06202018Wed
Last updateWed, 20 Jun 2018 6pm

i

From Cannon Balls to Pressure Seals: Graphite for Sealing

From Cannon Balls to Pressure Seals: Graphite for Sealing

From time to time, we re-publish well-re...

Gaskets Are Not Created Equal

Gaskets Are Not Created Equal

Gaskets are near the bottom of the food ...

Your Valves May Be Weaponized

Your Valves May Be Weaponized

The advent of the Internet of Things (Io...

SubscribeSPR18

FREE SUBSCRIPTION*

• Print magazine
Digital magazine
• VALVE eNews
Read the latest issue

*to qualified valve professionals in the U.S./Canada

The Weekly Report

New Products

  • ja-news-2
  • ja-news-3

Industry Headlines

Global LNG Trade Growing, Led by Australia and the U.S.

Wednesday, 20 June 2018  |  Chris Guy

Global trade in liquefied natural gas (LNG) reached 38.2 billion cubic feet per day (Bcf/d) in 2017, a 10% (3.5 Bcf/d) increase from 2016 and the larg...

Readmore

Loading...
Advertisement
i

Industry Headlines

Metso Receives Major Valve Orders in China

1 DAY AGO

Metso has received two valve orders totaling 8,200 valves from major pulp and paper customers in China. The orders are booked in Metso's first quarter 2018 orders received. The total value of the orders and the company names are not being disclosed. Broadly covering China's mid and high-end customers ...

Readmore

A-T Controls Names Andy Cheney Southwest Regional Manager

5 DAYS AGO

A-T Controls recently announced the addition of Andy Cheney as the company’s new southwest regional manager, effective immediately.

Cheney’s new role will cover California, South Nevada, Arizona and New Mexico. He has over twenty years in the valve and automation business and is very famil...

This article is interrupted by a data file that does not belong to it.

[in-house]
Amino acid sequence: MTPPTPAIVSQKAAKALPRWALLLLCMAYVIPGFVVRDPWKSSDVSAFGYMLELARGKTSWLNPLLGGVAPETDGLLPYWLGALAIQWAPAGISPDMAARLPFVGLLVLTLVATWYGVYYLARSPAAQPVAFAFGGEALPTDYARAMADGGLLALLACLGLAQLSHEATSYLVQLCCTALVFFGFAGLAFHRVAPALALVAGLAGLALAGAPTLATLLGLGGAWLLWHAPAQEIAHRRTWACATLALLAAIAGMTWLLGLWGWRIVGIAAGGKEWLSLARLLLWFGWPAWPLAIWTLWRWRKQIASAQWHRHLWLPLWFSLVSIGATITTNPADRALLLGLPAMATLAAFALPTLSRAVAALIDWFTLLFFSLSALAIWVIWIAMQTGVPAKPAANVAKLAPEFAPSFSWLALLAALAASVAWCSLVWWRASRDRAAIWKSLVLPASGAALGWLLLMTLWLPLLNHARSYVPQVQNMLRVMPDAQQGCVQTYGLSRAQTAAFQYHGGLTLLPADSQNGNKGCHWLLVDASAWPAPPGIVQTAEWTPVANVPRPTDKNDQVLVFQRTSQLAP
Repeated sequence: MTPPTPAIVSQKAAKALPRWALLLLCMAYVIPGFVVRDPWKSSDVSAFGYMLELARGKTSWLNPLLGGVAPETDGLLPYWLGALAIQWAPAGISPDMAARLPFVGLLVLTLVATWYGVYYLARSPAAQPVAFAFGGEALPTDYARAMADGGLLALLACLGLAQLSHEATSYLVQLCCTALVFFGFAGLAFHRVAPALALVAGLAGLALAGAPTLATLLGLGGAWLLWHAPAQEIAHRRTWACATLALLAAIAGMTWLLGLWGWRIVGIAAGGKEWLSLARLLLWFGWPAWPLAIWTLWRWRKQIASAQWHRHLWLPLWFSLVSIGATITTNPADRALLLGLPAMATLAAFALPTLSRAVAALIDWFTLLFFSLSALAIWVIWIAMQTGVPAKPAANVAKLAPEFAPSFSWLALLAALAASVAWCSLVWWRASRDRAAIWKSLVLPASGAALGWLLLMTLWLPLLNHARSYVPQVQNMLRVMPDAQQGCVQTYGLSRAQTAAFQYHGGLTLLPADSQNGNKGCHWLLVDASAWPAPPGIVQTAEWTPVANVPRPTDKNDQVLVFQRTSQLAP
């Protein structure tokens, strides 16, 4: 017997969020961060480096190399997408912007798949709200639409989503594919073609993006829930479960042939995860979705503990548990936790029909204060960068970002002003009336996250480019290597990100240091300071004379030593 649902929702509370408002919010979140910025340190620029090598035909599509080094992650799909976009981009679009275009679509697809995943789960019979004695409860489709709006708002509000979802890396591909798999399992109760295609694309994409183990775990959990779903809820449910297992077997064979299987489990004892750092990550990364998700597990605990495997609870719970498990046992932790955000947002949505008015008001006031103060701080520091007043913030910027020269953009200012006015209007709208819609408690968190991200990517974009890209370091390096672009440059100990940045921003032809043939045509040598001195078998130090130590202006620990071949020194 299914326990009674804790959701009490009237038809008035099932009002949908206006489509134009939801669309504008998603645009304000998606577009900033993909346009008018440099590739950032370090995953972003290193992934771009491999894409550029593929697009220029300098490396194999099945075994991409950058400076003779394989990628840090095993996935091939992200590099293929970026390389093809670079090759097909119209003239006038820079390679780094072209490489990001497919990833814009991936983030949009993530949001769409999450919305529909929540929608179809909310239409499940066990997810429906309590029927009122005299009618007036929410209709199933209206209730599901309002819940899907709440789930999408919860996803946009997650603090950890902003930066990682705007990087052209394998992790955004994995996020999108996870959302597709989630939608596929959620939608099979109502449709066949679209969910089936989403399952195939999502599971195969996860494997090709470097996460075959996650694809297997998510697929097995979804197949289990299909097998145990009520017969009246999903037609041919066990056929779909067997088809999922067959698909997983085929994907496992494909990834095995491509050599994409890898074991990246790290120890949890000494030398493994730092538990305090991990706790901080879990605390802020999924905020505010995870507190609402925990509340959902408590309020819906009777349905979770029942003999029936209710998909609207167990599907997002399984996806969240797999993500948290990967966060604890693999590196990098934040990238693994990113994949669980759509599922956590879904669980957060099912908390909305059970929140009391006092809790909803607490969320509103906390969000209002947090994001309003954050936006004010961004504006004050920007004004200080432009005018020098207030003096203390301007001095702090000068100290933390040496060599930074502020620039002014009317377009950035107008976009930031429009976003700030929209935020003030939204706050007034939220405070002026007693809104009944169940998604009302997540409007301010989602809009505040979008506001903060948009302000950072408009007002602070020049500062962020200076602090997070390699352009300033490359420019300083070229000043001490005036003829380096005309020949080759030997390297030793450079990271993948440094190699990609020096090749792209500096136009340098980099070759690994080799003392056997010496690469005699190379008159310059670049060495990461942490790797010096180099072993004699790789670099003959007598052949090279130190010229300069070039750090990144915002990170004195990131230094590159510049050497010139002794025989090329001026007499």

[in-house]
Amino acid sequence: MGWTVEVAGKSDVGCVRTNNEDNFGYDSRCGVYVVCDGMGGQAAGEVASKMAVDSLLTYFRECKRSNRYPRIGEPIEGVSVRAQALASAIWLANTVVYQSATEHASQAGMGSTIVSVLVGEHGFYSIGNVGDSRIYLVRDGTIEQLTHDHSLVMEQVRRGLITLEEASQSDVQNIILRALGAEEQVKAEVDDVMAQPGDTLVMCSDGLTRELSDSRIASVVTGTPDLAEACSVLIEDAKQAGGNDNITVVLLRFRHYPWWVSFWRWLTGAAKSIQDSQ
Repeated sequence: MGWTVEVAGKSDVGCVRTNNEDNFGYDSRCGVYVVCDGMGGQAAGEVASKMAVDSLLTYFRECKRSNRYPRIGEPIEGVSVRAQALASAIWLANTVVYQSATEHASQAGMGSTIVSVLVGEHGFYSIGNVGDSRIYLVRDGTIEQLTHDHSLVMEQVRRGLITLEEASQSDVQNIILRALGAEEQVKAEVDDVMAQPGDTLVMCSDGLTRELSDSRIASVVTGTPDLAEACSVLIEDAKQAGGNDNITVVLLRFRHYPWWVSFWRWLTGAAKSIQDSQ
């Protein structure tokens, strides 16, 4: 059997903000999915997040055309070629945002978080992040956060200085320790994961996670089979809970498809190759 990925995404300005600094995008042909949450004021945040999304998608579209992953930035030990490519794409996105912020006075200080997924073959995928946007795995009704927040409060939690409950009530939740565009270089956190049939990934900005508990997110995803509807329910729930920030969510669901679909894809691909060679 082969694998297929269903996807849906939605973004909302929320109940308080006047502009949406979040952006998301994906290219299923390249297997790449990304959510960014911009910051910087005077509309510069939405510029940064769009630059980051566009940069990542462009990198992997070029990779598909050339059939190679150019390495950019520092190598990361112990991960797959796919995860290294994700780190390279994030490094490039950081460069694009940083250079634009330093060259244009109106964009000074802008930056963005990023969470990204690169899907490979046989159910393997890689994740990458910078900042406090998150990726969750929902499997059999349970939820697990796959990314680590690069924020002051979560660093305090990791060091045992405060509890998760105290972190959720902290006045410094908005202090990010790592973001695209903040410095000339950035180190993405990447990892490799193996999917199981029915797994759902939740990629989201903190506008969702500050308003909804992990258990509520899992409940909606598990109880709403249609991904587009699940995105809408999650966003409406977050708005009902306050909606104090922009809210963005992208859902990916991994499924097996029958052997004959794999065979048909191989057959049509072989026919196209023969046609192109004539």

Readmore

Global LNG Trade Growing, Led by Australia and the U.S.

1 HOUR AGO

Global trade in liquefied natural gas (LNG) reached 38.2 billion cubic feet per day (Bcf/d) in 2017, a 10% (3.5 Bcf/d) increase from 2016 and the largest annual volume increase since 2010, according to the Annual Report on LNG trade by the International Association of Liquefied Natural Gas Importers...

Readmore

U.S. Natural Gas Production Could Grow 60% Over Next 20 Years

1 HOUR AGO

A decade since the start of a shale gas revolution that unlocked new supplies and resulted in a “wholesale turnaround” in U.S. production, the overall size of recoverable gas reserves continues to increase and the pace of production growth is only accelerating, a new report by IHS Markit s...

Readmore

Texas Economy Continues to Expand at “Solid Pace”

5 HOURS AGO

The Texas economy is expanding at a solid pace. Employment has grown at a 3.6% annualized rate through May, driven by job gains in the goods-producing sector. Unemployment remains near its historical low, and labor markets are tight. The Dallas Fed’s Texas Business Outlook Surveys (TBOS) suggest...

Readmore

Consumer Sentiment Climbs to Three-Month High

1 DAY AGO

Consumer sentiment rose slightly in early June due to consumers' more favorable assessments of their current financial situation and more favorable views of current buying conditions for household durables. The Expectations Index declined to its lowest level since the start of the year due to less f...

Readmore

Advertisement

Multi-colored Stain on Valves

materials_q_and_a_graphicQ: I am handling high purity-water and keep getting a multi-colored stain on my valves and other equipment. What is this, and how can I prevent it?